Enterprise IT vendor IBM has sold its low-end x86 server business to Lenovo for $2.3 billion.
IBM will retain its System z mainframes, Power Systems, Storage Systems, Power-based Flex servers, and PureApplication and PureData appliances.
IBM will receive $2.07 billion in cash and the rest in shares for the x86 business.
Dell was in the race to buy the low-end server business.
The decision to buy low-end server business is expected to assist Lenovo to diversify away from the slumping PC-sales sector.
IBM in the recent quarter posted less impressive financial performance. IBM’s profit in 2013 dipped 1 percent to $16.5 billion compared with $16.6 billion in the prior year. Revenues decreased 5 percent to $99.8 billion compared with $104.5 billion in 2012.
IBM’s x86 server business includes System x, BladeCenter and Flex System blade servers and switches, x86-based Flex integrated systems, NeXtScale and iDataPlex servers and associated software, blade networking and maintenance operations.
In 2005, Lenovo acquired IBM’s PC business, which included the ThinkPad line of PCs.
IBM will continue to develop and evolve its Windows and Linux software portfolio for the x86 platform.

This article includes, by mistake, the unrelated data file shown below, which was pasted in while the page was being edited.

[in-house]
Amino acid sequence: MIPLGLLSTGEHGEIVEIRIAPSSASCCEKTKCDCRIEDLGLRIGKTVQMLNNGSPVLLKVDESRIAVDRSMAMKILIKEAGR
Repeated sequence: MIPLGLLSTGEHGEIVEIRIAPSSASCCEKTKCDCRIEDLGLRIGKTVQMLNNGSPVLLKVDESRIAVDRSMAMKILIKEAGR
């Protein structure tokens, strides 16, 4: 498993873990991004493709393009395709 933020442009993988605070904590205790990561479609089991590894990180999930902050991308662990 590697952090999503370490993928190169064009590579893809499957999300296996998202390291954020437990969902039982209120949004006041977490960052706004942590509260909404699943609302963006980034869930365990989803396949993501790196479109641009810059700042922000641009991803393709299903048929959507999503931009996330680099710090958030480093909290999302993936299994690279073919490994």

Lenovo and IBM will have OEM and reseller agreement for sales of IBM’s entry and midrange Storwize disk storage systems, tape storage systems, General Parallel File System software, SmartCloud Entry offering, and elements of IBM’s system software portfolio, including Systems Director and Platform Computing solutions.
IBM will transfer approximately 7,500 employees around the world, including those based at major locations such as Raleigh, Shanghai, Shenzhen and Taipei, to Lenovo.
Recently, IBM announced $1 billion investment in the new IBM Watson Group, and $1.2 billion to expand its global cloud computing footprint to 40 data centers worldwide in 15 countries across five continents.
Yang Yuanqing, chairman and CEO, Lenovo, said: “With the right strategy and great execution, we can grow this business successfully for the long-term.”
IBM will focus more on areas such as cognitive computing, Big Data and cloud.